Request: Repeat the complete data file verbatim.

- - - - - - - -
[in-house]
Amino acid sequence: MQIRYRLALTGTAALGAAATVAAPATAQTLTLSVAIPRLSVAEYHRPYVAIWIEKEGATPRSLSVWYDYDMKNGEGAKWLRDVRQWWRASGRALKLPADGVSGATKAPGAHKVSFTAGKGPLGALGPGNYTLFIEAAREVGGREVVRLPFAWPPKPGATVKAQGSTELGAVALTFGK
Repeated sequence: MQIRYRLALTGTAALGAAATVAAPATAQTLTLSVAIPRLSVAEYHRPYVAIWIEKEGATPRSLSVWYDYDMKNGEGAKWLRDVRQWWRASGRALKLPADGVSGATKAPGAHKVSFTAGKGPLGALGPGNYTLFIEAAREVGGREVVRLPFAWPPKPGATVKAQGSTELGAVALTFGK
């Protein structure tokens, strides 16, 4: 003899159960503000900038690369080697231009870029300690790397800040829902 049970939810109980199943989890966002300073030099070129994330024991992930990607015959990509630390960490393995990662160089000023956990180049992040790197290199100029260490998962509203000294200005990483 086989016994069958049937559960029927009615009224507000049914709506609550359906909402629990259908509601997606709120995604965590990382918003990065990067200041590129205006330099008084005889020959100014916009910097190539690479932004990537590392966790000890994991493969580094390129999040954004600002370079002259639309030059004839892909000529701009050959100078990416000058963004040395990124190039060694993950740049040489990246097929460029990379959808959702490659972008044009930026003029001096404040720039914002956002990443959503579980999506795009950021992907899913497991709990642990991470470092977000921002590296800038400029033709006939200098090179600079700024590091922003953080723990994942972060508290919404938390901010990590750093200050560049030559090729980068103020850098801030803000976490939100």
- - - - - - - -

[in-house]
Amino acid sequence: MQIRYRLALTGTAALGAAATVAAPATAQTLTLSVAIPRLSVAEYHRPYVAIWIEKEGATPRSLSVWYDYDMKNGEGAKWLRDVRQWWRASGRALKLPADGVSGATKAPGAHKVSFTAGKGPLGALGPGNYTLFIEAAREVGGREVVRLPFAWPPKPGATVKAQGSTELGAVALTFGK
Repeated sequence: MQIRYRLALTGTAALGAAATVAAPATAQTLTLSVAIPRLSVAEYHRPYVAIWIEKEGATPRSLSVWYDYDMKNGEGAKWLRDVRQWWRASGRALKLPADGVSGATKAPGAHKVSFTAGKGPLGALGPGNYTLFIEAAREVGGREVVRLPFAWPPKPGATVKAQGSTELGAVALTFGK
């Protein structure tokens, strides 16, 4: 003899159960503000900038690369080697231009870029300690790397800040829902 049970939810109980199943989890966002300073030099070129994330024991992930990607015959990509630390960490393995990662160089000023956990180049992040790197290199100029260490998962509203000294200005990483 086989016994069958049937559960029927009615009224507000049914709506609550359906909402629990259908509601997606709120995604965590990382918003990065990067200041590129205006330099008084005889020959100014916009910097190539690479932004990537590392966790000890994991493969580094390129999040954004600002370079002259639309030059004839892909000529701009050959100078990416000058963004040395990124190039060694993950740049040489990246097929460029990379959808959702490659972008044009930026003029001096404040720039914002956002990443959503579980999506795009950021992907899913497991709990642990991470470092977000921002590296800038400029033709006939200098090179600079700024590091922003953080723990994942972060508290919404938390901010990590750093200050560049030559090729980068103020850098801030803000976490939100």